But many liberals in Congress, traditional union allies, support state flexibility--at least on this issue--because many of “the reforming states,” as they call themselves, are moving to provide universal coverage.
Charlene Rydell, a Democratic state representative from Maine who chairs a coalition of 24 “states that can’t wait,” has been in town this week vigorously lobbying for waivers. “We’ve been going to a lot of (congressional) offices this week too,” added Richard I. Smith, an analyst at the Assn. of Private Pension and Welfare Plans, a group of large employers.
The state most desperate for a waiver is Washington, which has passed a law that seeks universal coverage by requiring employers to pay at least 50% of a worker’s insurance premiums--a concept that both President Clinton and his congressional allies sought to pass without success. Washington state’s employer mandate would take effect on July 1--but only if Congress grants it a waiver.
Oregon’s legislature has also adopted a mandatory workplace-based insurance law, scheduled to take effect in several years. But as one state official put it: “It goes down the toilet without a waiver.”
Durenberger said Thursday that he expects waiver supporters to strike without warning, perhaps offering waivers for individual states as amendments to unrelated bills on the Senate floor.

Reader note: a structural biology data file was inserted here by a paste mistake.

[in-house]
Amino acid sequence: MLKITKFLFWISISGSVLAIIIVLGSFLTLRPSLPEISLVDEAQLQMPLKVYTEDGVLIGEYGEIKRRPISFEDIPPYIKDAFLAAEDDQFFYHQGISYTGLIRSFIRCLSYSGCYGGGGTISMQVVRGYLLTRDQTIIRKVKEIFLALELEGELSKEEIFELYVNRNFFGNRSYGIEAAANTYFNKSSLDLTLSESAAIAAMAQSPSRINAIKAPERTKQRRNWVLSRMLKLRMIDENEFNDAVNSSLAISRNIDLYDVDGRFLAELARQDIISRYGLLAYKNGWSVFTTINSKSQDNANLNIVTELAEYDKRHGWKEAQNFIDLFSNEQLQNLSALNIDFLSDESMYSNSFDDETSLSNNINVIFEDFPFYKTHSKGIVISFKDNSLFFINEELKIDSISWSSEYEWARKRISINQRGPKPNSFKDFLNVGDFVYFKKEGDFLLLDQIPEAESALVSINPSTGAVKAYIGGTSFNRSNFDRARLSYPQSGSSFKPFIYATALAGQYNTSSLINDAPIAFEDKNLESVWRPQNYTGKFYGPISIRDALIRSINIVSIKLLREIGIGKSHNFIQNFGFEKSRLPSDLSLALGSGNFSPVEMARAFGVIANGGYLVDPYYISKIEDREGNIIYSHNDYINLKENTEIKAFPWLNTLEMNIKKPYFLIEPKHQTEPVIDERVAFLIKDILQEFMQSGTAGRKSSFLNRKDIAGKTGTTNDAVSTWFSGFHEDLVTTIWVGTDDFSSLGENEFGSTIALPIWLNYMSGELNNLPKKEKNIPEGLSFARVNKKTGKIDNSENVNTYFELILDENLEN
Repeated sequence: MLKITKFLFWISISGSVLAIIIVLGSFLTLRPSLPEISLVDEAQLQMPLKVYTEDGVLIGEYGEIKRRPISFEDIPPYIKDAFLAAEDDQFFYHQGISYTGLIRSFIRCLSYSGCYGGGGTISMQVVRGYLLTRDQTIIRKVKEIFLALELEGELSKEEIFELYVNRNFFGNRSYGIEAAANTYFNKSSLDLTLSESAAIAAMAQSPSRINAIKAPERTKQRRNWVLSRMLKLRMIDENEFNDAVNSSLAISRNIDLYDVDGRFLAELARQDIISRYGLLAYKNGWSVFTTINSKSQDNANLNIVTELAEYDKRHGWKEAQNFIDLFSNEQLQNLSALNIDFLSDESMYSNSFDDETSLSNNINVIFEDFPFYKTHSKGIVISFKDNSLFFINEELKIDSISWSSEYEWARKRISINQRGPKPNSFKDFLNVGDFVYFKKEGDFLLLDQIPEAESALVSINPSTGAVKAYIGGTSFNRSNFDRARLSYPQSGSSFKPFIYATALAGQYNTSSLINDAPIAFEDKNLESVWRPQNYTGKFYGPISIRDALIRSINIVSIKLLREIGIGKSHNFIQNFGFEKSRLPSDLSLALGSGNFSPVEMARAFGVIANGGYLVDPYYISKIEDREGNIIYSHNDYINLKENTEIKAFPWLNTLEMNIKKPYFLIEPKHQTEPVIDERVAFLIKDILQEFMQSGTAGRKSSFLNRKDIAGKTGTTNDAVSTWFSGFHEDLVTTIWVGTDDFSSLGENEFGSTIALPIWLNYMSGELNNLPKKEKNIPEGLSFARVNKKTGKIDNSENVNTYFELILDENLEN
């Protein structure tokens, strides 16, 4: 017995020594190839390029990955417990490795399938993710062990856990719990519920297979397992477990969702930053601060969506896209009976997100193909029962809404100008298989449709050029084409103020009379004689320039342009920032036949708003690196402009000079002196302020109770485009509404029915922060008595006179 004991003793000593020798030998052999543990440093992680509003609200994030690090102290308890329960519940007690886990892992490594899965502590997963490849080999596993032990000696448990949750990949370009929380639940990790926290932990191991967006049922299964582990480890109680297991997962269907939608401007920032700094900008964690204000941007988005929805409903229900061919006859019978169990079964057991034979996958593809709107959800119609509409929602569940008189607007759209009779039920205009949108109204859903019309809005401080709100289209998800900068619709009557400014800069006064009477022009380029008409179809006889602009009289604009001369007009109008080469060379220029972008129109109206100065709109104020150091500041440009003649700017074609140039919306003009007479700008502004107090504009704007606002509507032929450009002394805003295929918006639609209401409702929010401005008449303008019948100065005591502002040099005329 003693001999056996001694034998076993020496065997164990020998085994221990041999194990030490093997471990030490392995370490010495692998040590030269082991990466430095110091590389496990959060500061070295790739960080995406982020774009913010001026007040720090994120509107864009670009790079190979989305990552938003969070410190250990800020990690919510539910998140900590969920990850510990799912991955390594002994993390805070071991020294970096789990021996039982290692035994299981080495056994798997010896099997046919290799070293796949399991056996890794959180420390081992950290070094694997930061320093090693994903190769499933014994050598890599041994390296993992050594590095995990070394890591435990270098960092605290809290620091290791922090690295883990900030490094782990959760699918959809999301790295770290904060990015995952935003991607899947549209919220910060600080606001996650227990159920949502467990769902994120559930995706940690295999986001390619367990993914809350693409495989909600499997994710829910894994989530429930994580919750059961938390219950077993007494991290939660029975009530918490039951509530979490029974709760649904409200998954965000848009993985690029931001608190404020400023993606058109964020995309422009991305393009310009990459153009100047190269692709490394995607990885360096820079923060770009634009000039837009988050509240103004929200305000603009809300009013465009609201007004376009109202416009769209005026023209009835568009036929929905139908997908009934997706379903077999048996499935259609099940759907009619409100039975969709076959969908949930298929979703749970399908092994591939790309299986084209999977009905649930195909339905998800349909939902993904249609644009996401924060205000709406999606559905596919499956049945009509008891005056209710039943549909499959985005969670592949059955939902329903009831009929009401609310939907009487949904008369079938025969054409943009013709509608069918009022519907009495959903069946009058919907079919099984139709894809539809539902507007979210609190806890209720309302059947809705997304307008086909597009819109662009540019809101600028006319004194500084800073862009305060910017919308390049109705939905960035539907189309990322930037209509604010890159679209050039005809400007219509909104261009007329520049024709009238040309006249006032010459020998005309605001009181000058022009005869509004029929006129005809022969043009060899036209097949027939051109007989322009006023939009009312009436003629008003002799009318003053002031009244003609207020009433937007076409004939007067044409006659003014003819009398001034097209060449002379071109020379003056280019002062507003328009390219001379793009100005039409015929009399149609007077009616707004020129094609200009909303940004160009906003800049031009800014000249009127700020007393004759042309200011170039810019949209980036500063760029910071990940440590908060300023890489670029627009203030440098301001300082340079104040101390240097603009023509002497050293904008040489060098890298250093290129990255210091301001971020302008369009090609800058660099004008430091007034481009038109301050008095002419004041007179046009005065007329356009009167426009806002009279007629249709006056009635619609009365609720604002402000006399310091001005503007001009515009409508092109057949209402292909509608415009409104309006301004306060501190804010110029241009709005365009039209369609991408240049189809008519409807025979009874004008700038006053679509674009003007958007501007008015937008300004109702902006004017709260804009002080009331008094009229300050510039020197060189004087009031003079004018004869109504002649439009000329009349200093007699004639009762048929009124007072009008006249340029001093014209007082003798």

“Every bill is an opportunity,” Durenberger said, urging his allies to remain alert. ERISA waivers would lead to the law’s “evisceration,” he said.
If the advocates of ERISA waivers fail in the remaining days of the 103rd Congress, they are widely expected to take up the issue in the new Congress next January.
“It will be one of the real hot issues leading off next year,” said a senior Senate health aide.
Also on Thursday, First Lady Hillary Rodham Clinton made clear in a speech here that she continues to believe that universal coverage must remain a goal for health care reform.
“We’ve had some rough spots on the road, but this journey is far from over,” she told future physicians at the George Washington University School of Medicine.
“The future of this country, not just our health care system, depends upon us continuing our journey toward universal coverage,” she said in her first extended comments since Monday’s declaration by Democratic leaders that health reform was dead for the year.
Mrs. Clinton was an architect and chief saleswoman for her husband’s plan to overhaul the country’s health system.
“When people keep asking me if I’m going to give up on health care reform, my answer is always the same,” Mrs. Clinton said. “Why would I give up on America or the American people? I am the result of privilege. I am the result of good health. I am the result of a great education. Why would I not want to do what I could in any small way to make it possible for others to have the same opportunities that I have had over my lifetime?
“We must have the courage to keep going,” she said. “If this were easy, somebody else would have done it.”